................................................................................
<p>
The temporary files associated with the TEMP database and its
rollback journal are only created if the application makes use
of the "CREATE TEMP TABLE" statement.
</p>

<tcl>hd_fragment views</tcl>
<h3>2.5 Materializations Of Views And Subqueries</h3>

<p>Queries that contain subqueries must sometime evaluate
the subqueries separately and store the results in a temporary
table, then use the content of the temporary table to evaluate
the outer query.
We call this "materializing" the subquery.
The query optimizer in SQLite attempts to avoid materializing,
................................................................................
or not the subquery or outer query contain aggregate functions,
ORDER BY or GROUP BY clauses, LIMIT clauses, and so forth.
The rules for when a query and cannot be flattened are
very complex and are beyond the scope of this document.
</p>

<tcl>hd_fragment transidx</tcl>
<h3>2.6 Transient Indices</h3>

<p>
SQLite may make use of transient indices to
implement SQL language features such as:
</p>

<ul>
................................................................................
<p>
Note that the UNION ALL operator for compound queries does not
use transient indices by itself (though of course the right
and left subqueries of the UNION ALL might use transient indices
depending on how they are composed.)

<tcl>hd_fragment vacuumdb</tcl>
<h3>2.7 Transient Database Used By [VACUUM]</h3>

<p>
The [VACUUM] command works by creating a temporary file
and then rebuilding the entire database into that temporary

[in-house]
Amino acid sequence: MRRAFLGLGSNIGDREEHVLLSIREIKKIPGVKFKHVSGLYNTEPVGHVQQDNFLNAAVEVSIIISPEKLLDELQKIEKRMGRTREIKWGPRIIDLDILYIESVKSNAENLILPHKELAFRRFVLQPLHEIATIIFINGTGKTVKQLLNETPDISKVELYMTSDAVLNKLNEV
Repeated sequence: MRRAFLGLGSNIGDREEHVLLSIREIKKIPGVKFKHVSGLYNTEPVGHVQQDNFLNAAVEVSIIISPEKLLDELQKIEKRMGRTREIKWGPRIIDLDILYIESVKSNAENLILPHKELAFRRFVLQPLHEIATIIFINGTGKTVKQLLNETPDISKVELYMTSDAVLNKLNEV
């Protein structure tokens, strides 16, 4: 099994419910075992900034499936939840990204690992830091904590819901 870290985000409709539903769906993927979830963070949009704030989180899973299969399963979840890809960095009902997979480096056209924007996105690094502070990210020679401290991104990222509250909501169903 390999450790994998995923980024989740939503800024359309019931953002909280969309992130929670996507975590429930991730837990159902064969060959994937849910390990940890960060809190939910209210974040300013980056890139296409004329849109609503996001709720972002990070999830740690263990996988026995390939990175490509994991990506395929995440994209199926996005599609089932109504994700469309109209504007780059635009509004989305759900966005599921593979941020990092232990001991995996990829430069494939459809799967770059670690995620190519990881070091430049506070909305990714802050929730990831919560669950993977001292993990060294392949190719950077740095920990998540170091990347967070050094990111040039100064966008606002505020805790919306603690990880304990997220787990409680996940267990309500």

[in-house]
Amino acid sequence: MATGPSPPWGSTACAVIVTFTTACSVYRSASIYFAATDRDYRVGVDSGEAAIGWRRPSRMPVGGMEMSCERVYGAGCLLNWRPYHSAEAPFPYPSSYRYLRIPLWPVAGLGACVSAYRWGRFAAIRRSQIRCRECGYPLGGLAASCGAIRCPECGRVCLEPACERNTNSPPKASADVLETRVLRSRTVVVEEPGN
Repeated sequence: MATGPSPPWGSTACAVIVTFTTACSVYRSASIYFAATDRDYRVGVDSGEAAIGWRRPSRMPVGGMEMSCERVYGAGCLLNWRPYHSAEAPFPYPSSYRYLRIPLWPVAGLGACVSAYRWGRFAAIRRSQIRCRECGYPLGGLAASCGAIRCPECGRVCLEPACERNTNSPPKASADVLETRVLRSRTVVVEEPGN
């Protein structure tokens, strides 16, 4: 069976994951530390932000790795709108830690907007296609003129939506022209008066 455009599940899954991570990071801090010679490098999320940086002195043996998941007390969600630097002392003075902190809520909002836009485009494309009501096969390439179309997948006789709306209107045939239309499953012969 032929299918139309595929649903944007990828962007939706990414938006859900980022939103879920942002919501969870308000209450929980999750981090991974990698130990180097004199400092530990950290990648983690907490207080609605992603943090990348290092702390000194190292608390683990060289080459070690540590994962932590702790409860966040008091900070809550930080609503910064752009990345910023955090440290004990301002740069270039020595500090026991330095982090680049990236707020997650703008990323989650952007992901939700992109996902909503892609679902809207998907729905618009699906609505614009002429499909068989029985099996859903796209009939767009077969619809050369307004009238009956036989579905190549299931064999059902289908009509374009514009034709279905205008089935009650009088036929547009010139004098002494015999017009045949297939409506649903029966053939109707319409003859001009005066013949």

file.  Then the content of the temporary file is copied back
into the original database file and the temporary file is
deleted.
................................................................................
file will be no larger than the original database.
</p>

<tcl>hd_fragment tempstore *tempstore</tcl>
<h2>3.0 The SQLITE_TEMP_STORE Compile-Time Parameter and Pragma</h2>

<p>
The rollback journal, master journal,
and statement journal files are always written
to disk.
But the other kinds of temporary files might be stored in memory
only and never written to disk.
Whether or not temporary files other than the rollback,
master, and statement journals are written to disk or stored only in memory
depends on the [SQLITE_TEMP_STORE] compile-time parameter, the
[temp_store pragma],
and on the size of the temporary file.







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updated.  But there is no guarantee that future versions of SQLite
will use temporary files in the same way.  New kinds of temporary
files might be employed  and some of
the current temporary file uses might be discontinued
in future releases of SQLite.
</p>

<tcl>hd_fragment types</tcl>
<h2>2.0 Nine Kinds Of Temporary Files</h2>

<p>
SQLite currently uses nine distinct types of temporary files:
</p>

<ol>
<li>Rollback journals</li>
<li>Master journals</li>
<li>Write-ahead Log (WAL) files</li>
<li>Shared-memory files</li>
<li>Statement journals</li>
<li>TEMP databases</li>
<li>Materializations of views and subqueries</li>
<li>Transient indices</li>
<li>Transient databases used by VACUUM</li>
</ol>

................................................................................
as described above.  The PERSIST journal mode foregoes the deletion of
the journal file and instead overwrites the rollback journal header
with zeros, which prevents other processes from rolling back the
journal and thus has the same effect as deleting the journal file, though
without the expense of actually removing the file from disk.  In other
words, journal mode PERSIST exhibits the same behavior as is seen
in EXCLUSIVE locking mode. The